On the surface, it would seem that Foshee’s arrest on Sept. 8, 2005, after being in Vietnam for less than 24 hours, was an attempt by the government to rattle her cage. It’s no secret that Foshee spoke out against human-rights abuses in Vietnam. She is known for her pro-democracy work in Orlando and for advocating on behalf of freedom of religion. She’s participated in several marches on Washington, including one in June 2005 protesting a visit from Vietnam’s then-Prime Minister, Phan Van Khai. She invited GFV to host leadership conferences in Central Florida, events her family members characterize as networking and personal-development seminars rather than political rallies.

But even that may have been enough to catch the attention of the Vietnamese government. “To me, she exposed herself too much,” says Nguyen. “They have Vietnamese communist undercover in Orlando a lot. They report on the activity of the community here. Everyone recognized [Foshee’s] work. She was too active.”

Only a month prior to her arrest, both Foshee and her younger sister, Terry Ende of California, traveled through Vietnam for about 10 days without incident. They were there for a nephew’s wedding. Ende says nothing out of the ordinary happened until it was time to leave. The two sisters were traveling home separately. Foshee, who left several days later, had no problem returning home, but Ende was detained for two hours.

“Immigration knew my family inside out,” she says via telephone. “They knew where my brother lived, where my cousins lived. They knew people in my family by name, in Vietnam and the U.S. They even asked me if I was coming back next month with my sister. It was almost as if they knew what was going to happen in September.”

Prior to the trip in September, Foshee was approached by a man working for the Vietnamese government who claimed to be interested in starting a joint venture with her, says Cuc’s ex-husband, Ed Foshee, who has worked for the CIA. The two were to meet in Hanoi to solidify plans for importing landscaping machinery.

“I told her not to go on that trip,” Ed Foshee says via telephone from his home in St. Cloud. “I had a bad feeling about it, but she went anyways. And this is the result.”

Considering that the Vietnamese government granted Cuc Foshee a travel visa to enter the country, and then arrested her within 24 hours of landing in Hanoi, it’s possible that she may have been lured into a trap. But with no official arrest record, no paperwork and no charges, it’s impossible to discover what really happened.

The U.S. State Department says Foshee’s investigation was recently closed, meaning prosecutors in Vietnam must either charge her or let her go. Her family rejoiced at the news. But the investigation has been closed before, twice, and both times prosecutors have asked for the case to be reopened.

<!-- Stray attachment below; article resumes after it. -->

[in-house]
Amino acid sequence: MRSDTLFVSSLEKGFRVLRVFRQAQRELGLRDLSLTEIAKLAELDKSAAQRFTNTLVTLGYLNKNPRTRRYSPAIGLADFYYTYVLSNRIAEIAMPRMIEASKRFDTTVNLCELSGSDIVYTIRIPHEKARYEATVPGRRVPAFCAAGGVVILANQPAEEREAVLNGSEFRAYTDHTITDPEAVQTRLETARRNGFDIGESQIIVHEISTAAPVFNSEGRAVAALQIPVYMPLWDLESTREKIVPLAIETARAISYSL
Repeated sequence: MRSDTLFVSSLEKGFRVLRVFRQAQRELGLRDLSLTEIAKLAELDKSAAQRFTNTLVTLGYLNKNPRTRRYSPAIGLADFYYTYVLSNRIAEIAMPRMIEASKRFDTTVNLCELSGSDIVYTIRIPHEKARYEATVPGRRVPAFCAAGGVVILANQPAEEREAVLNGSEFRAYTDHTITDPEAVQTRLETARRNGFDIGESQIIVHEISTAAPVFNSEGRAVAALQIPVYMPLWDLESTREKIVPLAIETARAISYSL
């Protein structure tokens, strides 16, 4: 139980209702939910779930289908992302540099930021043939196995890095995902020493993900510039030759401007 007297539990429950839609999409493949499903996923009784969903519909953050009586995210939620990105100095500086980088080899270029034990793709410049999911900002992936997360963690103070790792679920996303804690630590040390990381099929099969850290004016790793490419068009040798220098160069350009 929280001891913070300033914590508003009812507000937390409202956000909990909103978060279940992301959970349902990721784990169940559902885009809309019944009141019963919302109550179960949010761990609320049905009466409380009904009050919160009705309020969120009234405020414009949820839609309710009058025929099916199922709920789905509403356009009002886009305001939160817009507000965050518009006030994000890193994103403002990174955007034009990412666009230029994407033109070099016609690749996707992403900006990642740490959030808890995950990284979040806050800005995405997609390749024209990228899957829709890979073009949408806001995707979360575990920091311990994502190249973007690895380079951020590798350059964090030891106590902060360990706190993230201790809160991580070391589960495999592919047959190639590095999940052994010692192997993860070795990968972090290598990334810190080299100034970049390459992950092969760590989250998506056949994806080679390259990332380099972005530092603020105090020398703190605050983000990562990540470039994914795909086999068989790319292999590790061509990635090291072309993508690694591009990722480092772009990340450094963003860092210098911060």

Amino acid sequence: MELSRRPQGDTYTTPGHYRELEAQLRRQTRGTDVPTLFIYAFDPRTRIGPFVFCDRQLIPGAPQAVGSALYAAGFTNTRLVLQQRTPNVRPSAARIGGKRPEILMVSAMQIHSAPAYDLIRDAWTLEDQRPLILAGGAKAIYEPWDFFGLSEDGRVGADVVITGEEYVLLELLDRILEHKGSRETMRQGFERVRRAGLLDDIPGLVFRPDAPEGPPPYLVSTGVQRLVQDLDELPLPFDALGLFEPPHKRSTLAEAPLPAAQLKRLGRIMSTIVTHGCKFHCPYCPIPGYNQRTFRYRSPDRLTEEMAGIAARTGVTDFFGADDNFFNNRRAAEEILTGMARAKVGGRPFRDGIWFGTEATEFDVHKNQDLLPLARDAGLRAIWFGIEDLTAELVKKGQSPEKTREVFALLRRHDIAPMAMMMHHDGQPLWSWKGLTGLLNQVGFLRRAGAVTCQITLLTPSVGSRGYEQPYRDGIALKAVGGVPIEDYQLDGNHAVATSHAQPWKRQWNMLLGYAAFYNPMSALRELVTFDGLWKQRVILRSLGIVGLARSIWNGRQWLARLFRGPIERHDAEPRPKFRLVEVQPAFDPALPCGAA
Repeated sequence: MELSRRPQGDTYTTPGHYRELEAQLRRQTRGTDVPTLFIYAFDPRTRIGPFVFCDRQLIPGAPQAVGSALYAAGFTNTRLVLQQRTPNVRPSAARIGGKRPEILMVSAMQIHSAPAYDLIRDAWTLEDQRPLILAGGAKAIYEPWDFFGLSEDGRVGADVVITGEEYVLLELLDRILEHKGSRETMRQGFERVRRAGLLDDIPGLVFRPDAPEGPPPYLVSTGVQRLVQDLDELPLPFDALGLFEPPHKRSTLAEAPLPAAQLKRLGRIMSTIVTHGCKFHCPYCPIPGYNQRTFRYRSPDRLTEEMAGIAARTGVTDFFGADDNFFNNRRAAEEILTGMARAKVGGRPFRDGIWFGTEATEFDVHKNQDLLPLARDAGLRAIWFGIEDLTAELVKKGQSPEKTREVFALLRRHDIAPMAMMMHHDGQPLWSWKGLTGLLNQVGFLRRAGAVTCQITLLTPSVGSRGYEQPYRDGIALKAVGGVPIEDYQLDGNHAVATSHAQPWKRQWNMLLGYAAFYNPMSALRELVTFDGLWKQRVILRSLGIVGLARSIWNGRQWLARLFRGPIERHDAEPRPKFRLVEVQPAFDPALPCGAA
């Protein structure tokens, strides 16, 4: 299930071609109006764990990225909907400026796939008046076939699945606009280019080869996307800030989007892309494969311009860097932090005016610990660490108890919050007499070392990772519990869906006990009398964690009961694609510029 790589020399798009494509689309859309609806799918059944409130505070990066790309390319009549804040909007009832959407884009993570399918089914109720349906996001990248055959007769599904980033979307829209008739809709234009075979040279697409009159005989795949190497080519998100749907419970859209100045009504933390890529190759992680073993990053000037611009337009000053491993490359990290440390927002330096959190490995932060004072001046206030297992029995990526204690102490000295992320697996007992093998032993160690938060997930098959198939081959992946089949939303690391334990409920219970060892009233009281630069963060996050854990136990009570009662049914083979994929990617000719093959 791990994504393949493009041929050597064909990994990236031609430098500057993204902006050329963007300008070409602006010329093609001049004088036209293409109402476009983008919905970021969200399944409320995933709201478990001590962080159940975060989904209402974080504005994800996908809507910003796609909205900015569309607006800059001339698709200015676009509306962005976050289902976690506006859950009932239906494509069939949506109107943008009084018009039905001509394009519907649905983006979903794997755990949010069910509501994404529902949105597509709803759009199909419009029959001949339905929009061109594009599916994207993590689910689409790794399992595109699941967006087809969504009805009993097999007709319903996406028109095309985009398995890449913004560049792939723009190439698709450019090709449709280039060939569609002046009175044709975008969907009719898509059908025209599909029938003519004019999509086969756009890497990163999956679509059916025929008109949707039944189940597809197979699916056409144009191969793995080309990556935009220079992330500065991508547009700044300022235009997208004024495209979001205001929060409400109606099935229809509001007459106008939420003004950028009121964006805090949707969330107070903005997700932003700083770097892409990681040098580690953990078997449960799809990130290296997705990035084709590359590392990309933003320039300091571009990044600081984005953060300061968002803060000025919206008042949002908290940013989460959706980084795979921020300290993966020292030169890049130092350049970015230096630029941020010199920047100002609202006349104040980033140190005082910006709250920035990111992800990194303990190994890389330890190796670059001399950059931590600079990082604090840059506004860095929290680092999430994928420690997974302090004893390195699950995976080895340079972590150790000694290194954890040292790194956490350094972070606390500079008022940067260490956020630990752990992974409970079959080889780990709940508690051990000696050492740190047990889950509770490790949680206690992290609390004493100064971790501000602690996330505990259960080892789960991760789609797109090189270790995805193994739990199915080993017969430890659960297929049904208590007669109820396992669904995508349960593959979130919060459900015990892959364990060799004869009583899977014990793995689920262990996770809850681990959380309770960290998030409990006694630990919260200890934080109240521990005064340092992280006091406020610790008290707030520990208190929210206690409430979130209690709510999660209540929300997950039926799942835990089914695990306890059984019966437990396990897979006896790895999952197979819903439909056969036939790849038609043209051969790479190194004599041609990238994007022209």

In Orlando, efforts to secure her release continue. University of Central Florida students from the Vietnamese American Student Association have taken up petition drives, family members are hitting the pavement and McCausland has reached out to U.S. government officials for help.

“This is a case that senior officials here in Washington and Hanoi are concerned about,” says Ken Bailes, of the U.S. State Department’s Bureau of East Asian and Pacific Affairs.

Republican Sen. Mel Martinez has been lobbying on Foshee’s behalf. Martinez is putting pressure on the U.S. government to halt Congressional approval of normalizing trade relations with Vietnam until Foshee is released.

“Ms. Foshee is being held in Vietnam without trial and without reason and the senator is doing all he can to get her released,” says Martinez spokesman Ken Lundberg.

But Foshee’s family wonders if she’s running out of time.

Next month, President Bush plans to visit Vietnam for the Asia-Pacific Economic Cooperation leaders’ meeting. Bush wants to strengthen trade with Vietnam before the trip. If he signs legislation to normalize trade relations with Vietnam before Foshee is released, McCausland feels the leverage for demanding her mother’s release will be lost. She also fears for the safety of other American travelers visiting the country.

“We shouldn’t trade with a country that doesn’t recognize human rights,” McCausland says. “If we open up permanent trade relations with Vietnam, other Americans can be treated this way.”
It’s ironic that the same party Foshee worked hard to support here in the United States could jeopardize her freedom in Vietnam, says Ende.

“Where are her supporters, where are those people? My sister trusts [Bush], she loves him, she’s got the whole Vietnamese community to vote for him. Now we need him to pay back the favor.”

Sign the online petition at http://www.petitionspot.com/petitions/FreeCuc to show your support for Cuc Foshee.